• Kyodo

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A Malaysian ship carrying more than 2,000 tons of aid supplies for the Rohingya Muslims in Myanmar’s troubled Rakhine State arrived in Yangon on Thursday.

The Nautical Aliya docked at Thilawa port at the city’s outskirts after weeks of preparations and negotiations between the two governments.

Meanwhile, dozens of nationalists, including some Buddhists monks, protested for hours outside the gate of the port, holding placards saying “NO ROHINGYA” and “we do not allow the word Rohingya.”

The government of predominantly Buddhist Myanmar does not regard the persecuted Rohingya minority as one of the country’s 135 official ethnic groups, instead considering them illegal migrants from Bangladesh and denying them citizenship.

Government officials led by Social Welfare, Relief and Resettlement Win Myat Aye and Malaysian Deputy Foreign Minister Reezal Merican Naina Merican welcomed the ship and participated in a symbolic official handover ceremony for the supplies, of which 398 tons were offloaded to be forwarded by the Myanmar government to communities in Rakhine.

The ship will next sail to Bangladesh, where tens of thousands of Rohingya who fled the violence in Rakhine are currently being sheltered, to offload the remainder of the supplies.

Reezal Merican thanked the Myanmar government for allowing entry of the aid, the total amount of which he said includes more than 300 tons of rice, 10,000 packs of hygiene kits, 50,000 packets of instant noodles, and 10,000 bottles of mineral water valued at some $1.13 million.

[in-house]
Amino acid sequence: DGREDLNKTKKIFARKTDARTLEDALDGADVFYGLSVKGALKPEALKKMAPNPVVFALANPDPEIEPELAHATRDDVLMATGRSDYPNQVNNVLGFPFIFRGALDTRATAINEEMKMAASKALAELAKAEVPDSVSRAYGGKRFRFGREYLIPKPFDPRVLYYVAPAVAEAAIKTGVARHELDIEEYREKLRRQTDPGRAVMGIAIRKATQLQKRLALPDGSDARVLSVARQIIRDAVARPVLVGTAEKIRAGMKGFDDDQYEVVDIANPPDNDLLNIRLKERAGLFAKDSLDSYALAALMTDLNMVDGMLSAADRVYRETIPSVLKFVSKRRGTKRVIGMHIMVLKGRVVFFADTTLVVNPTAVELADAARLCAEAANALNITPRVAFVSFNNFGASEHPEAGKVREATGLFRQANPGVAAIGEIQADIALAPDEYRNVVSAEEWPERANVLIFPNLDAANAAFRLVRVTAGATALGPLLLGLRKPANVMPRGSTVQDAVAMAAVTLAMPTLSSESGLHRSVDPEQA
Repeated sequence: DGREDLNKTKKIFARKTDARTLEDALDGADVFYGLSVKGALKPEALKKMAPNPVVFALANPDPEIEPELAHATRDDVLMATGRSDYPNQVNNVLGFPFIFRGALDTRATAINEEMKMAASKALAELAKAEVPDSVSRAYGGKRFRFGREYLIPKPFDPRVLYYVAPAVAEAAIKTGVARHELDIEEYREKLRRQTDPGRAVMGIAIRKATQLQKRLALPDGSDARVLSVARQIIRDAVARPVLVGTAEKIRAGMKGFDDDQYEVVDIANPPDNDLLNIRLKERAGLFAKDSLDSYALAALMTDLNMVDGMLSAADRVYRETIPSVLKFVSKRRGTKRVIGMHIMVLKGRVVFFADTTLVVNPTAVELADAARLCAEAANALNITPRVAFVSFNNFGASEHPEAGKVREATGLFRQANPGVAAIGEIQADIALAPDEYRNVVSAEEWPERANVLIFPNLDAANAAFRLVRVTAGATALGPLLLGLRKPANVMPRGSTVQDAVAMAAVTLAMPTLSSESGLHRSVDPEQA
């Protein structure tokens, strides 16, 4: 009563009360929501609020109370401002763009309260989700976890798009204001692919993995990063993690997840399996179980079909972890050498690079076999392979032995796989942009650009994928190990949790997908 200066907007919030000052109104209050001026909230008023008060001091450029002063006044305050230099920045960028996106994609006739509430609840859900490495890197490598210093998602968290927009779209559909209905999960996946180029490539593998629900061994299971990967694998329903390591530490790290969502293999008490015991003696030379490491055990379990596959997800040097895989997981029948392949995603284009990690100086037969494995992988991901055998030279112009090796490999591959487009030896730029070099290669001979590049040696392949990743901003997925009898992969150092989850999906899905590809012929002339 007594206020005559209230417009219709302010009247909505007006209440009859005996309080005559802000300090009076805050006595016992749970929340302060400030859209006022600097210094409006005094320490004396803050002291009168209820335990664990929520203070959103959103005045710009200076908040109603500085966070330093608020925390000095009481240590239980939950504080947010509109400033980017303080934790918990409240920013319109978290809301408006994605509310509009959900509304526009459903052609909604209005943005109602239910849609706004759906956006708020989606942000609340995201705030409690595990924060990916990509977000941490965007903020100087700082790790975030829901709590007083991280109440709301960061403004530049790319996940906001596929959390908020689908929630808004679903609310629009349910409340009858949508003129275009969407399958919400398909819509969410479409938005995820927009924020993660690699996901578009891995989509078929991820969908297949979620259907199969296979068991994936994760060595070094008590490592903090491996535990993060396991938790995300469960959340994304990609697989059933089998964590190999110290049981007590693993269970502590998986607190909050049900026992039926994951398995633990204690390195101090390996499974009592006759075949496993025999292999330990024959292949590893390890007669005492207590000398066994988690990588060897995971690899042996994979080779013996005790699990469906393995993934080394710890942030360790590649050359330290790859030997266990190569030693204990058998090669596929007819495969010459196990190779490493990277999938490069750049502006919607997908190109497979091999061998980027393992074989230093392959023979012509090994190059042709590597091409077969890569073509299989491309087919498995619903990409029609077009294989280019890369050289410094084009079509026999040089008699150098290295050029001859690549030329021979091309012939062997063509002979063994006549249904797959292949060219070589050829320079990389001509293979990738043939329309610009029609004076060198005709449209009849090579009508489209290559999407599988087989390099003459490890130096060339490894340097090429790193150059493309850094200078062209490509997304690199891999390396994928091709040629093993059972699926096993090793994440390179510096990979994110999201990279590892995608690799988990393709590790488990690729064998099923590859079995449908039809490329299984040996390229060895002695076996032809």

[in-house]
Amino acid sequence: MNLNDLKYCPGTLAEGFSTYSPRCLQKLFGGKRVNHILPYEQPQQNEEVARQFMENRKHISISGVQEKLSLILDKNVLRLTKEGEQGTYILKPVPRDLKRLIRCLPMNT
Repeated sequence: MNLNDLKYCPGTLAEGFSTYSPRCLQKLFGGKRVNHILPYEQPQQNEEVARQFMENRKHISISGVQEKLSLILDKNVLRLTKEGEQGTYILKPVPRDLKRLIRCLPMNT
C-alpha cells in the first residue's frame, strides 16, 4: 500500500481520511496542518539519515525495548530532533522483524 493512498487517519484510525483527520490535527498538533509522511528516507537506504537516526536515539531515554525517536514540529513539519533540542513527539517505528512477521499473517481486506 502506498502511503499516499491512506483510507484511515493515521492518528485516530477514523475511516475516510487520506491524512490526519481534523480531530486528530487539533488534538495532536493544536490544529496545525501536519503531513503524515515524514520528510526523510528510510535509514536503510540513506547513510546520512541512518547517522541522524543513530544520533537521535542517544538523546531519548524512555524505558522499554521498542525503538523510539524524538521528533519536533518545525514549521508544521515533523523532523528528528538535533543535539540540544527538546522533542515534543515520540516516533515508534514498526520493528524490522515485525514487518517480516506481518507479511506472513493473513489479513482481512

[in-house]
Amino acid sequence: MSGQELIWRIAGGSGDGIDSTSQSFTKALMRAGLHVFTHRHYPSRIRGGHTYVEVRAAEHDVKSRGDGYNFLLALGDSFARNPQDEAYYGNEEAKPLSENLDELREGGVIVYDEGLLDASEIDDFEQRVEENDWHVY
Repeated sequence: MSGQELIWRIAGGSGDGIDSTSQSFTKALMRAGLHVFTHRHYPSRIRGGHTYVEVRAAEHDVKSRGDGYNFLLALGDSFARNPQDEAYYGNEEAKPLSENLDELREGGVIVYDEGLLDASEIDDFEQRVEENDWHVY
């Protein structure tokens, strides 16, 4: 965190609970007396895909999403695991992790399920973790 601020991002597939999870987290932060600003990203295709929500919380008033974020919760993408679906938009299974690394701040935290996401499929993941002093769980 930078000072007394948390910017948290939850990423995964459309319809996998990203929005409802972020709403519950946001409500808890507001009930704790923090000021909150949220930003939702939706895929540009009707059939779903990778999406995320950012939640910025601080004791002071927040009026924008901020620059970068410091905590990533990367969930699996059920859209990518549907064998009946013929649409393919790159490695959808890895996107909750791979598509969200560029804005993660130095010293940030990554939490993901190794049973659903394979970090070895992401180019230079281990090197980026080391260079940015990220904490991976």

He said the aid is from nongovernmental organizations and Islamic groups in Malaysia, as well as donors from Indonesia, China, France, the United States, Germany, Sweden, Cambodia Thailand and Bangladesh.

Myanmar earlier rejected the Malaysian organizations’ proposal to deliver the aid directly to a port in Rakhine, but it later agreed to let their ship dock in Yangon.

Its arrival came a day after the government said it takes allegations of human rights abuses against Rohingya in northern Rakhine seriously and vowed to investigate them and take action against the perpetrators.

“The government will spare no effort to take legal action against any perpetrators if there is clear evidence of human rights abuses,” the Foreign Ministry said in a statement.

It was reacting to a damning report issued last week by the U.N. Office of the High Commission for Human Rights that said attacks committed by Myanmar security forces against Rohingya in Rakhine appear to have been “widespread as well as systematic” and indicate “the possible commission of crimes against humanity.”

It also said the forcible displacement as a consequence of violence “has been described in other contexts as ethnic cleansing.”

The Foreign Ministry said the security forces “have been instructed to act within the parameters of rule of law in compliance with human rights refraining from use or excessive force.”

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